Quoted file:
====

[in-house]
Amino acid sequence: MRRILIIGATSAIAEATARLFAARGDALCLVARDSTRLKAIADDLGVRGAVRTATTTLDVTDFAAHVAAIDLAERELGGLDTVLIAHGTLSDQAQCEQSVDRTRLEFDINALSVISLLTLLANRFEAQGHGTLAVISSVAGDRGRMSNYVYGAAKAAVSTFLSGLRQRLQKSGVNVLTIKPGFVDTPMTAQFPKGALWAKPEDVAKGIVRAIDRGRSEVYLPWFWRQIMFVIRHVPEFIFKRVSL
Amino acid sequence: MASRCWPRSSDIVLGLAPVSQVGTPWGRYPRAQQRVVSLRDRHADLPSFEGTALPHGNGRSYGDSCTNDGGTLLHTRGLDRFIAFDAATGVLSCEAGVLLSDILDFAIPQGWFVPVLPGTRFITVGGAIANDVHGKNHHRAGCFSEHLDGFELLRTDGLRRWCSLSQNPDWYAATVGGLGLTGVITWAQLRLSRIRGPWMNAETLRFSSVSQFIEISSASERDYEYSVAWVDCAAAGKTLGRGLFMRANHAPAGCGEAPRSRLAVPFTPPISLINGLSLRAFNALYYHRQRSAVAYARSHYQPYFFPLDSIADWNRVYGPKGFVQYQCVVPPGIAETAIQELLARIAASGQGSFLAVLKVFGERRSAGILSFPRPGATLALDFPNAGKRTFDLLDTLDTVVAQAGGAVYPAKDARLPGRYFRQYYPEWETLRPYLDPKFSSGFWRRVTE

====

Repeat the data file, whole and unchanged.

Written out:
[in-house]
Amino acid sequence: MRRILIIGATSAIAEATARLFAARGDALCLVARDSTRLKAIADDLGVRGAVRTATTTLDVTDFAAHVAAIDLAERELGGLDTVLIAHGTLSDQAQCEQSVDRTRLEFDINALSVISLLTLLANRFEAQGHGTLAVISSVAGDRGRMSNYVYGAAKAAVSTFLSGLRQRLQKSGVNVLTIKPGFVDTPMTAQFPKGALWAKPEDVAKGIVRAIDRGRSEVYLPWFWRQIMFVIRHVPEFIFKRVSL
Amino acid sequence: MASRCWPRSSDIVLGLAPVSQVGTPWGRYPRAQQRVVSLRDRHADLPSFEGTALPHGNGRSYGDSCTNDGGTLLHTRGLDRFIAFDAATGVLSCEAGVLLSDILDFAIPQGWFVPVLPGTRFITVGGAIANDVHGKNHHRAGCFSEHLDGFELLRTDGLRRWCSLSQNPDWYAATVGGLGLTGVITWAQLRLSRIRGPWMNAETLRFSSVSQFIEISSASERDYEYSVAWVDCAAAGKTLGRGLFMRANHAPAGCGEAPRSRLAVPFTPPISLINGLSLRAFNALYYHRQRSAVAYARSHYQPYFFPLDSIADWNRVYGPKGFVQYQCVVPPGIAETAIQELLARIAASGQGSFLAVLKVFGERRSAGILSFPRPGATLALDFPNAGKRTFDLLDTLDTVVAQAGGAVYPAKDARLPGRYFRQYYPEWETLRPYLDPKFSSGFWRRVTE